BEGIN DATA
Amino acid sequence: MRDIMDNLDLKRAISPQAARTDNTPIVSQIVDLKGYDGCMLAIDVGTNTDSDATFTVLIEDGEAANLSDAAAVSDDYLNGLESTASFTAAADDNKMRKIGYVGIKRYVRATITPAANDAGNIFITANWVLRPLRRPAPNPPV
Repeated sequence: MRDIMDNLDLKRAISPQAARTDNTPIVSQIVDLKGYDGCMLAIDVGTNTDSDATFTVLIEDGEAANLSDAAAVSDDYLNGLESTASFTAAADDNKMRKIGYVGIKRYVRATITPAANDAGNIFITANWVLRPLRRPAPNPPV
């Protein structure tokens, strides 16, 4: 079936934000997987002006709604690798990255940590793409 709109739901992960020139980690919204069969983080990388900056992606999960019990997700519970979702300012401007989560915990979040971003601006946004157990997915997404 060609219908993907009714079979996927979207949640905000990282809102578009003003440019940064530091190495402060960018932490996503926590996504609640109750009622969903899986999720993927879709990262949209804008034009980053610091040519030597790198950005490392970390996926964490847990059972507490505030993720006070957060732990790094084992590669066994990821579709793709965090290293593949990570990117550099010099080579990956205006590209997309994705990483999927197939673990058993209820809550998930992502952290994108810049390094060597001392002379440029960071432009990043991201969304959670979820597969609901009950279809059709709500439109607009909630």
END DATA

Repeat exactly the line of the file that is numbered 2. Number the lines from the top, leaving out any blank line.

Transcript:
Repeated sequence: MRDIMDNLDLKRAISPQAARTDNTPIVSQIVDLKGYDGCMLAIDVGTNTDSDATFTVLIEDGEAANLSDAAAVSDDYLNGLESTASFTAAADDNKMRKIGYVGIKRYVRATITPAANDAGNIFITANWVLRPLRRPAPNPPV